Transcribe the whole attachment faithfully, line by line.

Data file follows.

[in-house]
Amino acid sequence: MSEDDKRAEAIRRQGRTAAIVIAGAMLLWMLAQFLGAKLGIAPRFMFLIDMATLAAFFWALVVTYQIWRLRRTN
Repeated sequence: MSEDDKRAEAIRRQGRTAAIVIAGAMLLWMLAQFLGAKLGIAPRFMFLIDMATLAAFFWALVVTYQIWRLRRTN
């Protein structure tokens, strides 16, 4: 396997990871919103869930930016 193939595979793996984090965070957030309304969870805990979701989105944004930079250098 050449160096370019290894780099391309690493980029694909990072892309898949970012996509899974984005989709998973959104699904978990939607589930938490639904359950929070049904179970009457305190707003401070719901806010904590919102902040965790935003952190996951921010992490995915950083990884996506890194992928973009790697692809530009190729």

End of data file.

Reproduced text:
[in-house]
Amino acid sequence: MSEDDKRAEAIRRQGRTAAIVIAGAMLLWMLAQFLGAKLGIAPRFMFLIDMATLAAFFWALVVTYQIWRLRRTN
Repeated sequence: MSEDDKRAEAIRRQGRTAAIVIAGAMLLWMLAQFLGAKLGIAPRFMFLIDMATLAAFFWALVVTYQIWRLRRTN
């Protein structure tokens, strides 16, 4: 396997990871919103869930930016 193939595979793996984090965070957030309304969870805990979701989105944004930079250098 050449160096370019290894780099391309690493980029694909990072892309898949970012996509899974984005989709998973959104699904978990939607589930938490639904359950929070049904179970009457305190707003401070719901806010904590919102902040965790935003952190996951921010992490995915950083990884996506890194992928973009790697692809530009190729």